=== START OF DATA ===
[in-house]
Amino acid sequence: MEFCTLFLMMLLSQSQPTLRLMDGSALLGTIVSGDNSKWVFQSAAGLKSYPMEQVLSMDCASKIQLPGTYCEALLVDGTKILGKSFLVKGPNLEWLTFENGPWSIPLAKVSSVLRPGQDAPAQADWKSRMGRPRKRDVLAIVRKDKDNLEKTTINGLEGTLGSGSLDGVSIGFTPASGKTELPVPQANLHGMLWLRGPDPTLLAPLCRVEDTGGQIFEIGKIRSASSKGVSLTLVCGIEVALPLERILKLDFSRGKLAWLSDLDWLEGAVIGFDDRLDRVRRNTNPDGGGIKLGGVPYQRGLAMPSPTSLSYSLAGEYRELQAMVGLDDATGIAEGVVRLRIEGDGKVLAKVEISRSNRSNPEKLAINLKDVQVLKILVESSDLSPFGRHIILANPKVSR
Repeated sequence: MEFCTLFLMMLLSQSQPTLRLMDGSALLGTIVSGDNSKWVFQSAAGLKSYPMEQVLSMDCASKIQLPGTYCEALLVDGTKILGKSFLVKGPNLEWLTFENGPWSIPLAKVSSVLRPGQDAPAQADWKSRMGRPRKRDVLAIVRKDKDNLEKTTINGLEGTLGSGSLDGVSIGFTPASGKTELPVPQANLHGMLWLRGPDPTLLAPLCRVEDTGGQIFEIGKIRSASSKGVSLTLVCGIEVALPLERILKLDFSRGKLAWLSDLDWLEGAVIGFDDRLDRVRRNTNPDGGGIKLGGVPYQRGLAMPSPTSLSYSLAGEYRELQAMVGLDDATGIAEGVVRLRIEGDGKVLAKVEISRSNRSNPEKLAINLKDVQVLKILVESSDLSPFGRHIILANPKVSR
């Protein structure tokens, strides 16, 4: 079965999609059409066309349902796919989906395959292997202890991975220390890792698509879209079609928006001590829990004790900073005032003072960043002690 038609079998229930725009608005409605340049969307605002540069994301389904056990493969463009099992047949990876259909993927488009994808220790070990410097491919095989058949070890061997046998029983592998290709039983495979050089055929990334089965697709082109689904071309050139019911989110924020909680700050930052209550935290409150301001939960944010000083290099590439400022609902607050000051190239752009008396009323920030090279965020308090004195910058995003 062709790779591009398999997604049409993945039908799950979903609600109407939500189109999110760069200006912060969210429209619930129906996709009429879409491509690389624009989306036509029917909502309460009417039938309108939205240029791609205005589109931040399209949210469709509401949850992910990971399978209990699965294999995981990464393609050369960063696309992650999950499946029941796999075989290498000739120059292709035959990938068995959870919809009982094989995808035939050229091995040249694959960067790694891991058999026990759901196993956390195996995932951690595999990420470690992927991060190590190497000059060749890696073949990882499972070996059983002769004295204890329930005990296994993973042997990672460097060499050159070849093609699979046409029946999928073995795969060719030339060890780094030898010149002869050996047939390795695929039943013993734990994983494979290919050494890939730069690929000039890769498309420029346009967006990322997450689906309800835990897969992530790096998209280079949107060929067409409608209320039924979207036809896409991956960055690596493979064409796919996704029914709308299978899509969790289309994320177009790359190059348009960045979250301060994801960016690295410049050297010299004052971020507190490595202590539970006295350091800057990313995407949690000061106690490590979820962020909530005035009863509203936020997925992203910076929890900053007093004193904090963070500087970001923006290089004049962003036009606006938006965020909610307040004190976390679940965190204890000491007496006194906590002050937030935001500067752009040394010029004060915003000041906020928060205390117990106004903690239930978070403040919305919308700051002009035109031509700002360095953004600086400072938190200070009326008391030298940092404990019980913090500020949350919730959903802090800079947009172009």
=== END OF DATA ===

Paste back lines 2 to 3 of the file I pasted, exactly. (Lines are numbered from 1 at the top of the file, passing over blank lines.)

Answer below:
Amino acid sequence: MEFCTLFLMMLLSQSQPTLRLMDGSALLGTIVSGDNSKWVFQSAAGLKSYPMEQVLSMDCASKIQLPGTYCEALLVDGTKILGKSFLVKGPNLEWLTFENGPWSIPLAKVSSVLRPGQDAPAQADWKSRMGRPRKRDVLAIVRKDKDNLEKTTINGLEGTLGSGSLDGVSIGFTPASGKTELPVPQANLHGMLWLRGPDPTLLAPLCRVEDTGGQIFEIGKIRSASSKGVSLTLVCGIEVALPLERILKLDFSRGKLAWLSDLDWLEGAVIGFDDRLDRVRRNTNPDGGGIKLGGVPYQRGLAMPSPTSLSYSLAGEYRELQAMVGLDDATGIAEGVVRLRIEGDGKVLAKVEISRSNRSNPEKLAINLKDVQVLKILVESSDLSPFGRHIILANPKVSR
Repeated sequence: MEFCTLFLMMLLSQSQPTLRLMDGSALLGTIVSGDNSKWVFQSAAGLKSYPMEQVLSMDCASKIQLPGTYCEALLVDGTKILGKSFLVKGPNLEWLTFENGPWSIPLAKVSSVLRPGQDAPAQADWKSRMGRPRKRDVLAIVRKDKDNLEKTTINGLEGTLGSGSLDGVSIGFTPASGKTELPVPQANLHGMLWLRGPDPTLLAPLCRVEDTGGQIFEIGKIRSASSKGVSLTLVCGIEVALPLERILKLDFSRGKLAWLSDLDWLEGAVIGFDDRLDRVRRNTNPDGGGIKLGGVPYQRGLAMPSPTSLSYSLAGEYRELQAMVGLDDATGIAEGVVRLRIEGDGKVLAKVEISRSNRSNPEKLAINLKDVQVLKILVESSDLSPFGRHIILANPKVSR